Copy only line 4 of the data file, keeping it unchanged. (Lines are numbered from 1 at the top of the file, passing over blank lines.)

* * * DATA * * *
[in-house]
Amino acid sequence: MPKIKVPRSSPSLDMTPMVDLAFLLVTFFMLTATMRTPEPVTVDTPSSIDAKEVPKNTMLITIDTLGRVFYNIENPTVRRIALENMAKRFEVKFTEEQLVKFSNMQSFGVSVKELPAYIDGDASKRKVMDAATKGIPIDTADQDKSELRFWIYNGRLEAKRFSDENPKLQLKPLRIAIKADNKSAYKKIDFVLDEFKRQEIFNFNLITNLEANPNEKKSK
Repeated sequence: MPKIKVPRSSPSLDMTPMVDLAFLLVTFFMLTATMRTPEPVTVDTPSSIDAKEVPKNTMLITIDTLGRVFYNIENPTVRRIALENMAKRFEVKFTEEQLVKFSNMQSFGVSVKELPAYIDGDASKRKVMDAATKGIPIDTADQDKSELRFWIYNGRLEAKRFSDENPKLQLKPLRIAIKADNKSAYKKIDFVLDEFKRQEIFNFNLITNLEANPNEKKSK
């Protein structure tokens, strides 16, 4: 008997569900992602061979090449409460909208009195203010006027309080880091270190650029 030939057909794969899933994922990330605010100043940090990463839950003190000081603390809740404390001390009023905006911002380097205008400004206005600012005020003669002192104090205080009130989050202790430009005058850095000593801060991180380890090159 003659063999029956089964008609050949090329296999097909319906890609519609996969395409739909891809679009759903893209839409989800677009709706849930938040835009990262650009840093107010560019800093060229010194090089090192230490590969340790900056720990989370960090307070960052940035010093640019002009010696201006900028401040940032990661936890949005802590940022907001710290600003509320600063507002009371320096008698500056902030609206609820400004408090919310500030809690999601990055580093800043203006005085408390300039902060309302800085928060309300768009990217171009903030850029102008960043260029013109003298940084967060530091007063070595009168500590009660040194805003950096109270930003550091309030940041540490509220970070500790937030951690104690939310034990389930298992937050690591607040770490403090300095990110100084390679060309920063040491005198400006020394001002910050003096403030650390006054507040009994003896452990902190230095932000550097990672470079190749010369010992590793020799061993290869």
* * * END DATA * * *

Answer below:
């Protein structure tokens, strides 16, 4: 008997569900992602061979090449409460909208009195203010006027309080880091270190650029 030939057909794969899933994922990330605010100043940090990463839950003190000081603390809740404390001390009023905006911002380097205008400004206005600012005020003669002192104090205080009130989050202790430009005058850095000593801060991180380890090159 003659063999029956089964008609050949090329296999097909319906890609519609996969395409739909891809679009759903893209839409989800677009709706849930938040835009990262650009840093107010560019800093060229010194090089090192230490590969340790900056720990989370960090307070960052940035010093640019002009010696201006900028401040940032990661936890949005802590940022907001710290600003509320600063507002009371320096008698500056902030609206609820400004408090919310500030809690999601990055580093800043203006005085408390300039902060309302800085928060309300768009990217171009903030850029102008960043260029013109003298940084967060530091007063070595009168500590009660040194805003950096109270930003550091309030940041540490509220970070500790937030951690104690939310034990389930298992937050690591607040770490403090300095990110100084390679060309920063040491005198400006020394001002910050003096403030650390006054507040009994003896452990902190230095932000550097990672470079190749010369010992590793020799061993290869």